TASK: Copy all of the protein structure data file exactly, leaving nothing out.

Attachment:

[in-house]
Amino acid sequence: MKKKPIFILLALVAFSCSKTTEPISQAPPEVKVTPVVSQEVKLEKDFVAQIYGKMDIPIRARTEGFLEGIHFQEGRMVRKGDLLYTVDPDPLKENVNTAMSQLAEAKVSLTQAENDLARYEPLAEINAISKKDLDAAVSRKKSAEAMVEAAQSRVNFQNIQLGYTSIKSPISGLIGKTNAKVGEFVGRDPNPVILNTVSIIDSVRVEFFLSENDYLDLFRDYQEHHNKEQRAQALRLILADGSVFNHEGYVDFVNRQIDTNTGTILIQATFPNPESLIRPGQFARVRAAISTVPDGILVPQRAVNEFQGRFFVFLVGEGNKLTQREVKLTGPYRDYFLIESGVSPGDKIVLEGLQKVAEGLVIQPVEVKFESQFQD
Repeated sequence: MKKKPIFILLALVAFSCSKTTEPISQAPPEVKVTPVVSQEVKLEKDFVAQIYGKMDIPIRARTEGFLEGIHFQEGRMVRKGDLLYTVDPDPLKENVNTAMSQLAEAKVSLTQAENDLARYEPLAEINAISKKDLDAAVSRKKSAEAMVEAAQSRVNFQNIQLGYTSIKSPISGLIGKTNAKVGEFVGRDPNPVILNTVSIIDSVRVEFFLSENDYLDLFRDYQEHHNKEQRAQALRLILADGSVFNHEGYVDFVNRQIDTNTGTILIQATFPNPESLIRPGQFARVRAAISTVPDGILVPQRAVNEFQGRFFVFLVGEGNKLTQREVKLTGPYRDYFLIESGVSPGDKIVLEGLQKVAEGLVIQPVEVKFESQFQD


[in-house]
Amino acid sequence: MKKKPIFILLALVAFSCSKTTEPISQAPPEVKVTPVVSQEVKLEKDFVAQIYGKMDIPIRARTEGFLEGIHFQEGRMVRKGDLLYTVDPDPLKENVNTAMSQLAEAKVSLTQAENDLARYEPLAEINAISKKDLDAAVSRKKSAEAMVEAAQSRVNFQNIQLGYTSIKSPISGLIGKTNAKVGEFVGRDPNPVILNTVSIIDSVRVEFFLSENDYLDLFRDYQEHHNKEQRAQALRLILADGSVFNHEGYVDFVNRQIDTNTGTILIQATFPNPESLIRPGQFARVRAAISTVPDGILVPQRAVNEFQGRFFVFLVGEGNKLTQREVKLTGPYRDYFLIESGVSPGDKIVLEGLQKVAEGLVIQPVEVKFESQFQD
Repeated sequence: MKKKPIFILLALVAFSCSKTTEPISQAPPEVKVTPVVSQEVKLEKDFVAQIYGKMDIPIRARTEGFLEGIHFQEGRMVRKGDLLYTVDPDPLKENVNTAMSQLAEAKVSLTQAENDLARYEPLAEINAISKKDLDAAVSRKKSAEAMVEAAQSRVNFQNIQLGYTSIKSPISGLIGKTNAKVGEFVGRDPNPVILNTVSIIDSVRVEFFLSENDYLDLFRDYQEHHNKEQRAQALRLILADGSVFNHEGYVDFVNRQIDTNTGTILIQATFPNPESLIRPGQFARVRAAISTVPDGILVPQRAVNEFQGRFFVFLVGEGNKLTQREVKLTGPYRDYFLIESGVSPGDKIVLEGLQKVAEGLVIQPVEVKFESQFQD